After Air Force Capt. Matthew Herrera was court-martialed and convicted of the aggravated sexual assault of a female second lieutenant, his conviction was reduced by Lieutenant General Susan Helms to an indecent act. Helms— who did not watch the trial—was reportedly urged by her own legal adviser to reject the request to dismiss the sexual assault verdict. When Helms was tapped this March to be vice commander of the Air Force Space Command, Senator McCaskill put a hold on her nomination, due to ongoing concerns over the Herrera case.
On June 17, Wall Street Journal columnist James Taranto wrote an essay deeming McCaskill’s hold “an effort to criminalize male sexuality,” calling the senator’s description of the victim as a “survivor” “more than a little histrionic,” and suggesting the “hanky-panky” came about because the assaulted woman “acted recklessly” by drinking and then getting into a car with a man. Efforts by McCaskill and others to address the issue of military sexual assaults, he wrote, amounted to a “war on men.”
Below, McCaskill’s response:
I had reservations about responding to the multiple columns from the Wall Street Journal’s James Taranto, in which he makes a lengthy and spirited defense of a convicted sex offender.
But, the sad fact is that Mr. Taranto’s disregard for the severity of sexual assault is not nearly as uncommon as it should be—in either civilian or military culture. That one of the most respected and widely read papers in the country saw fit to repeatedly offer Mr. Taranto such a large platform is a reminder of how important our efforts, and those of many of my colleagues, to tackle the prevalence of sexual assault in our military, have been—and of how far we still have to go.
It’s notable that Mr. Taranto spends little time discussing the actions of Lt. General Susan Helms—the commander in question, whose lifetime of service to the U.S. Air Force is worthy of our gratitude and appreciation. Instead, he re-litigates the facts of a case he didn’t witness, comparing the recklessness of sending a text message or having a drink, to the “recklessness” involved in sexually assaulting another person.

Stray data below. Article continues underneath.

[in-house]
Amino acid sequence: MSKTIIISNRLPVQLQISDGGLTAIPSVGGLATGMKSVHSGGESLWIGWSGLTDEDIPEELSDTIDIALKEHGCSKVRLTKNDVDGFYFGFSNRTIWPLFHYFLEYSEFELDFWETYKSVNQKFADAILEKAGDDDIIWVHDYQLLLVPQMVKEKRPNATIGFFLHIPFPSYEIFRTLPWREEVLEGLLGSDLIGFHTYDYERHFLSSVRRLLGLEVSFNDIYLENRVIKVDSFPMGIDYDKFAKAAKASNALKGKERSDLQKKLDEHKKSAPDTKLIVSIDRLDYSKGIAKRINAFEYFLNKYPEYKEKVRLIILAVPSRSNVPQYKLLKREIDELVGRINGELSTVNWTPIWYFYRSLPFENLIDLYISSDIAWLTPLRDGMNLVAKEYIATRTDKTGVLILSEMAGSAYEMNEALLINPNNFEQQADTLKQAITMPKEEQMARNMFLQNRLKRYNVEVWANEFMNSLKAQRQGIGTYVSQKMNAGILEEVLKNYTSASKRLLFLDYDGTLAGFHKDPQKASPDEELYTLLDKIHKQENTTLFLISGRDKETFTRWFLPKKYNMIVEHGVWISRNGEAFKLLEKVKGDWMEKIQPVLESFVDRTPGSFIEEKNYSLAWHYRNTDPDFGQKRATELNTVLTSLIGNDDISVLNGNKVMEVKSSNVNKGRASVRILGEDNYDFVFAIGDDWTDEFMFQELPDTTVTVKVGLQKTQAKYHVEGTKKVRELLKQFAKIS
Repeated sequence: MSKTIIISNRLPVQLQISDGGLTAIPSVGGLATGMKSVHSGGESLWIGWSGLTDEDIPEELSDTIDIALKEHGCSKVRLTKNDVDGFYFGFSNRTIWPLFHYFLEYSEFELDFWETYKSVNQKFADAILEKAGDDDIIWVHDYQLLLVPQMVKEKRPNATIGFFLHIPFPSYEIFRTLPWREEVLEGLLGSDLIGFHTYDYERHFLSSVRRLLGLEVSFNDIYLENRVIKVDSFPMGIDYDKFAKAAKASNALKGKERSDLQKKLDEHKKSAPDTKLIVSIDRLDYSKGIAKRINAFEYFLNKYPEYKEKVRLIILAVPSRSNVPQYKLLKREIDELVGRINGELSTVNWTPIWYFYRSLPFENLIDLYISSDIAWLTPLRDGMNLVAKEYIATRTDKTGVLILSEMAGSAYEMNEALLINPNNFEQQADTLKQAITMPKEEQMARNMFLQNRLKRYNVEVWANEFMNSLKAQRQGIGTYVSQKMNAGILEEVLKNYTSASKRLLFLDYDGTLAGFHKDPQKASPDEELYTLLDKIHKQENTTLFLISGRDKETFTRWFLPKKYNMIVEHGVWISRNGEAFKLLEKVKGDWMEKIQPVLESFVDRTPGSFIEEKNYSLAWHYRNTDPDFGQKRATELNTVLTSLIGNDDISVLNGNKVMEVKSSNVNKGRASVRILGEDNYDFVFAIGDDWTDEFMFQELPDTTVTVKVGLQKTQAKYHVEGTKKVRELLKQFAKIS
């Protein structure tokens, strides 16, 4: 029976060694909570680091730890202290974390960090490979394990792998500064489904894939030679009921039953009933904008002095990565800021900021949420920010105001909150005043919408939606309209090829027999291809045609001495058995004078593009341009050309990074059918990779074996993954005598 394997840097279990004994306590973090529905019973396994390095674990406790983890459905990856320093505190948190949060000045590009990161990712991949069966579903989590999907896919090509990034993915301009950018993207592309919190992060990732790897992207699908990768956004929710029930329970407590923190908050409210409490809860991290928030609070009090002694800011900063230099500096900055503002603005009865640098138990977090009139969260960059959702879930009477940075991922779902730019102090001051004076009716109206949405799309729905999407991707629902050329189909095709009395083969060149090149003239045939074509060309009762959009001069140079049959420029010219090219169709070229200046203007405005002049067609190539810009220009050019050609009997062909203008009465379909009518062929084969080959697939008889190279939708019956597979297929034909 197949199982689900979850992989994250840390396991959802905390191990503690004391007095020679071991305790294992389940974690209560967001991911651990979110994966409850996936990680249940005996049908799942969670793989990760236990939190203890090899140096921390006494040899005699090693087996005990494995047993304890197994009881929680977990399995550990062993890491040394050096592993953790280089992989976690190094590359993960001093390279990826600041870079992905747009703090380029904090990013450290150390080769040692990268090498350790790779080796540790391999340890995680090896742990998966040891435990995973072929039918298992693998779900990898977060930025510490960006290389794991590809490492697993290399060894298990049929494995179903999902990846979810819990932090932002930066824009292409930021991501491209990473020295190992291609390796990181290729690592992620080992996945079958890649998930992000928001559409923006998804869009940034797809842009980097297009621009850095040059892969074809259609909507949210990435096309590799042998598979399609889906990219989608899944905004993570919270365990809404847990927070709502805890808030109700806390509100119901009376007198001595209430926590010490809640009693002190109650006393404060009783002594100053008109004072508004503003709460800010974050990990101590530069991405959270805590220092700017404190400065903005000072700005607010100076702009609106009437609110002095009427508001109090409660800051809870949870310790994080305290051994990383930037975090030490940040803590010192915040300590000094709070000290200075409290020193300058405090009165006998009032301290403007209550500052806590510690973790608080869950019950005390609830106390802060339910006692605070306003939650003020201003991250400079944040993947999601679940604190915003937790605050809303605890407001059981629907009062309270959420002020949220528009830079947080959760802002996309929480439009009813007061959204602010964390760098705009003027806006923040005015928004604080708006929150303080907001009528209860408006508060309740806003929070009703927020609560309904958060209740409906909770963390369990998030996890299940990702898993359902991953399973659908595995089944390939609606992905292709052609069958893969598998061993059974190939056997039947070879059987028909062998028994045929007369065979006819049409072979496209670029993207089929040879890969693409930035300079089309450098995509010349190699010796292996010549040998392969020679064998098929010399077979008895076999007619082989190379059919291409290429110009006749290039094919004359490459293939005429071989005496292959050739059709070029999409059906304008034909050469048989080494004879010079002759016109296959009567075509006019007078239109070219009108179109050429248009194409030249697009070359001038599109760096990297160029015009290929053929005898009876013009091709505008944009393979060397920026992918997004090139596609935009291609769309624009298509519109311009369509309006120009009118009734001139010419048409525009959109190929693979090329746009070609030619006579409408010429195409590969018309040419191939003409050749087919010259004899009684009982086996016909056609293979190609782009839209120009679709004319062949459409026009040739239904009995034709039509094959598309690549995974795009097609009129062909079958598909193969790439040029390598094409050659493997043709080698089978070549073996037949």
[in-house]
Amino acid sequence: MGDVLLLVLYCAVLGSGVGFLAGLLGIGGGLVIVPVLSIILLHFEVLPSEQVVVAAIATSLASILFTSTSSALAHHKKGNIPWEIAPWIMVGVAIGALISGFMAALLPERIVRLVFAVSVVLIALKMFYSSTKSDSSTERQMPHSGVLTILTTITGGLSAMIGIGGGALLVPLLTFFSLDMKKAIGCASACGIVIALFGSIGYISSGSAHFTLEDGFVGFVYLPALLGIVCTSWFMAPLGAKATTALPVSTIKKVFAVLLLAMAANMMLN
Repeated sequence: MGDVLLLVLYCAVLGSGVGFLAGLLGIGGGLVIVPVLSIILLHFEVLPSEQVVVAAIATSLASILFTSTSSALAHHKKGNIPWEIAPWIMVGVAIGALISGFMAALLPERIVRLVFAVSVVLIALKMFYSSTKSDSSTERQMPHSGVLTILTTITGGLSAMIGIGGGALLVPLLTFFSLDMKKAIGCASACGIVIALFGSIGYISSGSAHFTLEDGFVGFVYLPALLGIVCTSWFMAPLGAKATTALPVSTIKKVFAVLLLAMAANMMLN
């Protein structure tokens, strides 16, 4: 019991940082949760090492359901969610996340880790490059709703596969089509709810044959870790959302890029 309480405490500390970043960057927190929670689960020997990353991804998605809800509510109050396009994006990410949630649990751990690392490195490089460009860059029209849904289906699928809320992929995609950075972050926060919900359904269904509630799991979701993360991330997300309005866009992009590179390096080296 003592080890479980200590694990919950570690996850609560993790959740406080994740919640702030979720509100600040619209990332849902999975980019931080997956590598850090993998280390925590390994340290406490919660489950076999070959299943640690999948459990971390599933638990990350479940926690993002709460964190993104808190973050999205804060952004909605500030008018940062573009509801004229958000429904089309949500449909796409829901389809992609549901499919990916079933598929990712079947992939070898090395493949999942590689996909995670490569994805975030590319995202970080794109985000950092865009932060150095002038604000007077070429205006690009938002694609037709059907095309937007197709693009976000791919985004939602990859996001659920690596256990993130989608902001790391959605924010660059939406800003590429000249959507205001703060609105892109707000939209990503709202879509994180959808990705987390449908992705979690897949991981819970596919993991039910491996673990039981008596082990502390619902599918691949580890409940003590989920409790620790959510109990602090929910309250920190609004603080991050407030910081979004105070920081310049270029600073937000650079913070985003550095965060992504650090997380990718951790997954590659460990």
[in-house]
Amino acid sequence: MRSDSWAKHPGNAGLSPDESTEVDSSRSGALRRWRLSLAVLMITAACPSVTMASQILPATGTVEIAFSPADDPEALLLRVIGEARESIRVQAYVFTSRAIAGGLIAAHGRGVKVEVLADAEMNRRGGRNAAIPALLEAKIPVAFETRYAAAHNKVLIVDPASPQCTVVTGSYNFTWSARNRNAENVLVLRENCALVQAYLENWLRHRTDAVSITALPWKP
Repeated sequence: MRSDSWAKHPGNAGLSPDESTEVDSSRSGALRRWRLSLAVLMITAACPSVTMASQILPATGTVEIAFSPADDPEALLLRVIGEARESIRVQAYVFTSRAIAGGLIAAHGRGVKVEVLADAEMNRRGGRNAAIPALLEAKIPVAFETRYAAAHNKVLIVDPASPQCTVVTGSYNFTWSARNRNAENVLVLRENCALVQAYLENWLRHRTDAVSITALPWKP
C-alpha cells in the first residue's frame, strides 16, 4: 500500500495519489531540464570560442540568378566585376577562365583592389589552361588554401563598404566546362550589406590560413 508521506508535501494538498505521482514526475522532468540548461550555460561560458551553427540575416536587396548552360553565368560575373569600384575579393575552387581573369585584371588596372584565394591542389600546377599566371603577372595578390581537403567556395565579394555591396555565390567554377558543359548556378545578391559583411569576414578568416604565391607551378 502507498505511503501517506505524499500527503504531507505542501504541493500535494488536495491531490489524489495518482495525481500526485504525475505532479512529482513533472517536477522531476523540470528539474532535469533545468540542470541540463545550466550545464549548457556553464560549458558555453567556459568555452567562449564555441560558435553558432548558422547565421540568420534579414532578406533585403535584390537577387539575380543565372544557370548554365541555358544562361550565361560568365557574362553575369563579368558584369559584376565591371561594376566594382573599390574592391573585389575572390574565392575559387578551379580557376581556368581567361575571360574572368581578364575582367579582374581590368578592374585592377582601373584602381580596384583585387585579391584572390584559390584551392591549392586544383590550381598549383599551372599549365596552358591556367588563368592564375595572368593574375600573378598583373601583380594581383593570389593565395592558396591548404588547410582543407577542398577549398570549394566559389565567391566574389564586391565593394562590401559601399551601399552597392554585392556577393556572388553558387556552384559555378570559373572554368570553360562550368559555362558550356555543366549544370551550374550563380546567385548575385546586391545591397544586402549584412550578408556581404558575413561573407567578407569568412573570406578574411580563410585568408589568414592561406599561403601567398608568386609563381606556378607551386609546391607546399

Ultimately, in the sexual assault case he references against Capt. Matthew Herrera, the task of examining the evidence and hearing the witnesses’ testimony doesn’t belong to columnists or elected officials—it belonged to a judge and a jury—two words that you won’t find in Mr. Taranto’s piece.
A judge and jury had the opportunity to hear the case, and decide if Capt. Herrera committed sexual assault, and they found him guilty. It is also important to note that this was a jury selected by Lt. General Helms.
Under current military law, Lt. General Helms had the power to substitute her own judgment for that of the jury’s. She ultimately did so, vacating the jury's guilty verdict against Capt. Herrera, against the advice of her own legal counsel, and despite not having attended the trial.
My colleagues and I are fighting not to criminalize men, but to bring the cowards who commit sexual assault to justice.
What she did was not a crime. But it was an error, and a significant one. I’m hopeful that our work this year will remove the ability of a commander to substitute their judgment, and sometimes also their ingrained bias, for that of a jury who has heard the witnesses and made a determination of their credibility and the facts of the case.
I believe we’re all accountable for the power we exercise and the decisions we make, even if we have the legal right to make them.
Many of us answer to our employers or supervisors. I answer to the voters of Missouri. And the Vice Commander of Air Force Space Command, the position for which Lt. General Helms was nominated, answers to the U.S. Senate in the form of a confirmation vote. My “hold” on this vote, which Mr. Taranto finds so objectionable, means that I object to her nomination being unanimously and silently confirmed, and that a vote on her nomination should proceed only with the support of three-fifths of the Senate.
I met with Lt. General Helms, looked her in the eye, and talked with her at length about this case. And while I find her situation unfortunate, it’s important that we remember who the real victim is in all this: the woman who was brave enough to come forward in a difficult culture and environment, sit in a witness stand, and tell the story of her sexual assault. A woman who then watched the decision of a jury—a jury that heard the testimony offered by both the victim and the defense—overturned by someone who was never even in the courtroom.
Mr. Taranto says that I’m involved in a crusade to “criminalize male sexuality.” For decades, from my time as a courtroom prosecutor and throughout my career in public service, I have indeed done my best to criminalize violence. And I have never subscribed to Mr. Taranto’s bizarre and deeply out of touch understanding of sexual assault as somehow being a two-way street between a victim and an assailant.
Mr. Taranto’s arguments contribute to an environment that purposely places blame in all the wrong places, and has made the current culture and status quo an obstruction to sorely needed change.
My colleagues and I are fighting not to criminalize men, but to bring the cowards who commit sexual assault to justice. And our fight won't stop until we give the brave men and women of our military the resources and justice they deserve.
U.S. Senator Claire McCaskill is a senior member of the Armed Services Committee, and a former courtroom prosecutor.